Rumblings of the coming central bank digital currency

News: A senior RBI official has said that the pilot launch of a new central bank currency could happen as early as the first quarter of next financial year.

A lot of the ongoing debate on an Indian CBDC is focused on what RBI should do, and far less attention is paid to the equally important question of how households will respond.

Private demand for a CBDC must be studied in due depth for a useful understanding of its economic policy implications.

A survey of central banks earlier this year by the Bank of International Settlements (BIS) showed that 14% of the surveyed institutions had launched pilot projects on CBDCs, while 60% were experimenting with the technology.
What is the demand and supply side of a CBDC?

Supply side entails questions like, whether it would initially be open for retail or wholesale payments, for domestic or international payments, and how it can be made interoperable with the existing payments system, to data protection concerns.

Must Read: Everything to want to know about CBDC

Demand side: There are three sets of issues worth highlighting when it comes to understanding the potential demand for CBDCs from the private sector (households and businesses) –

– A sudden movement of financial savings: In India, household have 17.3 trillion of bank deposits, and 2.4 trillion of cash. There will be a minimal impact in case cash is converted into CBDC holdings, since one type of central bank money is being converted to another. However, a sudden movement of savings from bank deposits to a CBDC could create financial instability, especially during times of economic stress.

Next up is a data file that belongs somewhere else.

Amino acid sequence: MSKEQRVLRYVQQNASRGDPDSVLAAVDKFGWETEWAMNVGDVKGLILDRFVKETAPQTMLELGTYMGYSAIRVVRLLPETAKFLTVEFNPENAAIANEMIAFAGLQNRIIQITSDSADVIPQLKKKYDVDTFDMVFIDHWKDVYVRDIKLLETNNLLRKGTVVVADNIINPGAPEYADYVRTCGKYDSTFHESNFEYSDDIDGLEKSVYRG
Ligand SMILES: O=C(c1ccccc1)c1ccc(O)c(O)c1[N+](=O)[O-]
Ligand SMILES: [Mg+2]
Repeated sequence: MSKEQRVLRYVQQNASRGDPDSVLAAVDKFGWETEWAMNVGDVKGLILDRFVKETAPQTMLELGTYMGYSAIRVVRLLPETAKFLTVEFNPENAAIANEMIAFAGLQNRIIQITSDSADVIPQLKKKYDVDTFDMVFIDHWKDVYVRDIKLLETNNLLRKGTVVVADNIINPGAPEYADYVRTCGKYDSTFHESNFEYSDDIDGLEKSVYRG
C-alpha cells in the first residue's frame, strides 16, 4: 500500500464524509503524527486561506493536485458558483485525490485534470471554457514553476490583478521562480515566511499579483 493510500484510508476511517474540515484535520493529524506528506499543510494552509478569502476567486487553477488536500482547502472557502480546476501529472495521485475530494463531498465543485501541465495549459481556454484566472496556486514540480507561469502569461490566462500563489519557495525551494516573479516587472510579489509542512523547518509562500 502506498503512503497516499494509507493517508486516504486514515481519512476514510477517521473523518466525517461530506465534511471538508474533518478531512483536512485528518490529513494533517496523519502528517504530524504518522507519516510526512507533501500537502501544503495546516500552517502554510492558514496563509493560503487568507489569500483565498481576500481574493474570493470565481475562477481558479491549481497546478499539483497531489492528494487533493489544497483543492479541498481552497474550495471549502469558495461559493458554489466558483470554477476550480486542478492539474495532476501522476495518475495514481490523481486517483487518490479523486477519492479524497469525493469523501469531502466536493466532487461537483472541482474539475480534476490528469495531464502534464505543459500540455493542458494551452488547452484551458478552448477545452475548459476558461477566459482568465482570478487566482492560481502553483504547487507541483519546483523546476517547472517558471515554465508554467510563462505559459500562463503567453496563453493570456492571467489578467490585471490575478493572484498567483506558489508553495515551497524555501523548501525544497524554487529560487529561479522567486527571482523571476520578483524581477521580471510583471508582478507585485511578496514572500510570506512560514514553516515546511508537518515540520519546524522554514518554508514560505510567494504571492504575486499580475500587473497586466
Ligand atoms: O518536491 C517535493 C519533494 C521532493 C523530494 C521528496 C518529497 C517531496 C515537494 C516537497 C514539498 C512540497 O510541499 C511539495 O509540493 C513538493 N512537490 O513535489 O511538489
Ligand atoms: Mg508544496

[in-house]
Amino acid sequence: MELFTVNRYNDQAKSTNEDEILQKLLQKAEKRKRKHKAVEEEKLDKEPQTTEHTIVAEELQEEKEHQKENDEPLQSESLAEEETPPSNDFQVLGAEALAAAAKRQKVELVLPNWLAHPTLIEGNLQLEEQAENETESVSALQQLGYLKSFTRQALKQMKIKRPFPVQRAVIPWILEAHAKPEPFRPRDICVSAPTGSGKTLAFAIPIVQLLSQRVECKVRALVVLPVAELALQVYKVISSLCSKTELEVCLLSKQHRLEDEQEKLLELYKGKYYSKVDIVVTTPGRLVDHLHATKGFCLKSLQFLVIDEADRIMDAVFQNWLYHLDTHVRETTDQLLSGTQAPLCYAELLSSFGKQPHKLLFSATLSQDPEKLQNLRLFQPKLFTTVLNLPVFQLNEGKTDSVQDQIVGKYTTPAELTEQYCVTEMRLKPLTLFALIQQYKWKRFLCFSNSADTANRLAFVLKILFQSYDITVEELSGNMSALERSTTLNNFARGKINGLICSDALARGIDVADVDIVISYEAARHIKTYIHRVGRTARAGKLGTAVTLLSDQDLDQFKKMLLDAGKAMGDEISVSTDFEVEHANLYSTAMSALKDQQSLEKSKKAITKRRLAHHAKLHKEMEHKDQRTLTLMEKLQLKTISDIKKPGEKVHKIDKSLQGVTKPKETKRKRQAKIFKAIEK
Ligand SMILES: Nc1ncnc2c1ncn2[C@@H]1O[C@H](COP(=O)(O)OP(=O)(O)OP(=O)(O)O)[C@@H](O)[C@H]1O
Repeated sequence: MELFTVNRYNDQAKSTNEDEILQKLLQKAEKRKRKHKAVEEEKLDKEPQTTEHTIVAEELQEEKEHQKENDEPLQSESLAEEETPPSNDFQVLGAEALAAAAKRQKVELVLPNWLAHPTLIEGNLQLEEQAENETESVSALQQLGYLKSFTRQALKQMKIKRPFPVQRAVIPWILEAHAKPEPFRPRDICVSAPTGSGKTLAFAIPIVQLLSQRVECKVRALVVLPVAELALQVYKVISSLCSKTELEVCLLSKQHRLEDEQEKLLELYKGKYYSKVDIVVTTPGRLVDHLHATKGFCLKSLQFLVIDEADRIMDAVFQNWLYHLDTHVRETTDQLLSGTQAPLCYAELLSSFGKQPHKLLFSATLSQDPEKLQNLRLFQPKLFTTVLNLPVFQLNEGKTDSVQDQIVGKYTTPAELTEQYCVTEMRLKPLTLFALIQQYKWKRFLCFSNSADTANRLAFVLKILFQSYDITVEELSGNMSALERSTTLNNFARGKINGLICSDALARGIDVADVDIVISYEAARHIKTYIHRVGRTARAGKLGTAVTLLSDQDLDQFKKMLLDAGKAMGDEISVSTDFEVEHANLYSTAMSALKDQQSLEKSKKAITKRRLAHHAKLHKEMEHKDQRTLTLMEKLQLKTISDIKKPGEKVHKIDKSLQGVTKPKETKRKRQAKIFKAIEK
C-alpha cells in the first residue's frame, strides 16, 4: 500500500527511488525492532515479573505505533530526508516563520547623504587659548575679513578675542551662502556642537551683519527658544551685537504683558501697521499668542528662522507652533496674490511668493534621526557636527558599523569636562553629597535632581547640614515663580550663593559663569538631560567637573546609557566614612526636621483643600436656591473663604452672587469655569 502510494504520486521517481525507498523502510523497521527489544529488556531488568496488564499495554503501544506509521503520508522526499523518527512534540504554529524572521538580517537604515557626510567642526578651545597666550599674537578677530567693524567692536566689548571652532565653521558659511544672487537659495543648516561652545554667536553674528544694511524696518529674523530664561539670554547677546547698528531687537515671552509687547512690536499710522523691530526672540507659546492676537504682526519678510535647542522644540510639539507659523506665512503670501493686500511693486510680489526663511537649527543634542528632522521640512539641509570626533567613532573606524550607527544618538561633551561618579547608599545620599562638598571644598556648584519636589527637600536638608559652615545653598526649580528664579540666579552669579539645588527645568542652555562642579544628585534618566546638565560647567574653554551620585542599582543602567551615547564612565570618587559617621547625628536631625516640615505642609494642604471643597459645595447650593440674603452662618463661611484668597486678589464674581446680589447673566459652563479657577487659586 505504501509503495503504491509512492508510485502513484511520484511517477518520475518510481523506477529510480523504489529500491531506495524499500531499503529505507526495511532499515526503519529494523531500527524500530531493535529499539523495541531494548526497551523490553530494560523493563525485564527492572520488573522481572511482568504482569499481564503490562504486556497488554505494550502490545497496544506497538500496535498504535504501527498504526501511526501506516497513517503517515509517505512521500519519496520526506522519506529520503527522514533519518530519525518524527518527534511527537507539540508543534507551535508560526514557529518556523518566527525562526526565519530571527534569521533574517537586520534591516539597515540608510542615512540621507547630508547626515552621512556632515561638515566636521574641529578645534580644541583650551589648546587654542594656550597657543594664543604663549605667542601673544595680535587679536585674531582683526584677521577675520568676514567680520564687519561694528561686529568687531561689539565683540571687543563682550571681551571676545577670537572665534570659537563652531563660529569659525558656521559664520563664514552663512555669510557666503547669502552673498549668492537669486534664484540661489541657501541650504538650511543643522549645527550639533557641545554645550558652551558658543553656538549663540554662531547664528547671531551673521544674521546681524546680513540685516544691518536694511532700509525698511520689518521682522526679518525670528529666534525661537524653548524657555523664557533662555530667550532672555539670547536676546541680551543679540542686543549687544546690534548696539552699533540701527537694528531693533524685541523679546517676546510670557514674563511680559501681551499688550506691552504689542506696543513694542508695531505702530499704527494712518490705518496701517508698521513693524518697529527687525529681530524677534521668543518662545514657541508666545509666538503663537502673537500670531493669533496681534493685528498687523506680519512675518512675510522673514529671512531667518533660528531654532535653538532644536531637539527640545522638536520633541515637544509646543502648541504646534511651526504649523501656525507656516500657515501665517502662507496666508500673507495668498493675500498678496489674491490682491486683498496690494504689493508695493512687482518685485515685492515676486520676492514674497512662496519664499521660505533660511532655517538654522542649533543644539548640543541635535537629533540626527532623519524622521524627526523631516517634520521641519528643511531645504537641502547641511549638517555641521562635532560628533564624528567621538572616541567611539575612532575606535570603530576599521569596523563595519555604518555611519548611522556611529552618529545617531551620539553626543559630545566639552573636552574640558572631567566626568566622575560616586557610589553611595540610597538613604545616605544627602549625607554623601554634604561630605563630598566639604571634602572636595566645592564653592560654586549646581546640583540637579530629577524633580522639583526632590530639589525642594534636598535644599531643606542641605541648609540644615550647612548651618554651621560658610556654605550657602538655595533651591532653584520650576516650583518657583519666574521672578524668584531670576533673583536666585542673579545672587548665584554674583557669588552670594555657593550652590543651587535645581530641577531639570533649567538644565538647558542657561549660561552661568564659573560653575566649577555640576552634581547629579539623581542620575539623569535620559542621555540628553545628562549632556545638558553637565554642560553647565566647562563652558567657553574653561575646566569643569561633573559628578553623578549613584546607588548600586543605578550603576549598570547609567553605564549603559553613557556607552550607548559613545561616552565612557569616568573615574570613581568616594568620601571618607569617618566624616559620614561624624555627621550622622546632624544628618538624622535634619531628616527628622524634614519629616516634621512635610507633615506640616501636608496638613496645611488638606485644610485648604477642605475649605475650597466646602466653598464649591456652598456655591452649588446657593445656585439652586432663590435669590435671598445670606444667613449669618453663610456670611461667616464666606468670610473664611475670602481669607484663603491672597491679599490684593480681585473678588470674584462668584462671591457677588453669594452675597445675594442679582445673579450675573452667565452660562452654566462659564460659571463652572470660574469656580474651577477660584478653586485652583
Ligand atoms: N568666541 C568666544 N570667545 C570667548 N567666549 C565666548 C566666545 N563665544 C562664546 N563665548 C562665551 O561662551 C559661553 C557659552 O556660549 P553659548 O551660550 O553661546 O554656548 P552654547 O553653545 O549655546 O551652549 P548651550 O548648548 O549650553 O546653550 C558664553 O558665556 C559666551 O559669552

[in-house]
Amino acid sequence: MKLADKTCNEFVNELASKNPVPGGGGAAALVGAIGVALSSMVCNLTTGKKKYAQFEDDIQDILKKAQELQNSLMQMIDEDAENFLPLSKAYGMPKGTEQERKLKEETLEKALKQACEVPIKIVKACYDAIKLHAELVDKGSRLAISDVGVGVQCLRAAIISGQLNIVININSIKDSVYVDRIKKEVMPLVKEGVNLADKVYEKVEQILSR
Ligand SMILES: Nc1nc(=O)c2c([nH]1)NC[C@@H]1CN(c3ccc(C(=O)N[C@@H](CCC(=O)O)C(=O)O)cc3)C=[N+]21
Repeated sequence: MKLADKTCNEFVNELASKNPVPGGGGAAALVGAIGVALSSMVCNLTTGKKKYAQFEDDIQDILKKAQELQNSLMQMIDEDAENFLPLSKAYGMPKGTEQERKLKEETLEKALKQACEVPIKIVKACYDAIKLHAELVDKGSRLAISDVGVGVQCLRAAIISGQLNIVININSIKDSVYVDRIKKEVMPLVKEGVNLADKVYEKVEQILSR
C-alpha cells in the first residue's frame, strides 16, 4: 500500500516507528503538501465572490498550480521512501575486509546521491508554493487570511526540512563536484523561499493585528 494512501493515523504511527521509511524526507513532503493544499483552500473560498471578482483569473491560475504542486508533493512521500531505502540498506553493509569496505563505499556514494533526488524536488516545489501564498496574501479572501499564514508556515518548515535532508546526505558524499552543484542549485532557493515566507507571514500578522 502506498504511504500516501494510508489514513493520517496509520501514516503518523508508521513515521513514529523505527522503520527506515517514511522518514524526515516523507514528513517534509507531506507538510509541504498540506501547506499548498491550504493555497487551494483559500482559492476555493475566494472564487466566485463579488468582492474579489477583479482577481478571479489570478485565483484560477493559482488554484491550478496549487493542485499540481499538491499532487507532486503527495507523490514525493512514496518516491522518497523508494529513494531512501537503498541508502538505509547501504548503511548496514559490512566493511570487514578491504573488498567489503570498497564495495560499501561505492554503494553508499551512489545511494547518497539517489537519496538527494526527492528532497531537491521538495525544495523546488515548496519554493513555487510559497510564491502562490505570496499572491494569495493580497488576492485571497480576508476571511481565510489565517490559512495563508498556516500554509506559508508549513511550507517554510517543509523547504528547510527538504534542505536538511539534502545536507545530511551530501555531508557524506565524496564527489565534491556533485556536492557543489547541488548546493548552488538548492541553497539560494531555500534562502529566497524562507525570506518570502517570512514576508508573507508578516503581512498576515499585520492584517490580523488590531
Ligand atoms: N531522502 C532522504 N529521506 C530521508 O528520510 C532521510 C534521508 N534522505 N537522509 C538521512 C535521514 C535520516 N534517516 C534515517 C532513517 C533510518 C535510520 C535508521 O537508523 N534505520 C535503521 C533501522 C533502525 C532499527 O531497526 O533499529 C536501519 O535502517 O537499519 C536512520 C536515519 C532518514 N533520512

Must Read: Inside RBI’s digital currency dream

– Design of CBDC and interest rates involved: One of the major factors affecting demand side behaviour will be the interest rate offered on CBDC holdings. Zero interest rates on these holdings will in effect mean that they are no different from cash, and people will then hold the CBDC only for payments. Also, the ease of using the CBDC, through existing digital wallets or the United Payments Interface, will be an important determinant of household behaviour, esp. switching b/w the CBDC, cash and bank deposits.

– Macroeconomic factors: Estimates show that demand for a CBDC will be sensitive to macroeconomic factors such as household income, income distribution, the share of household funding of the banking system etc. Most of the estimates available right now are for rich economies, so more work needs to be done on this in the Indian context.

Must Read: The merits of an RBI digital currency outweigh risks

Note: You can read even more about CBDC in the following articles:

Introducing India’s National Digital Currency – Explained, pointwise

RBI for widening scope of ‘bank note’ to include digital currency

What a digital currency from RBI must get right?

Source: This post is based on the article “Rumblings of the coming central bank digital currency” published in Livemint on 1st Dec 2021.

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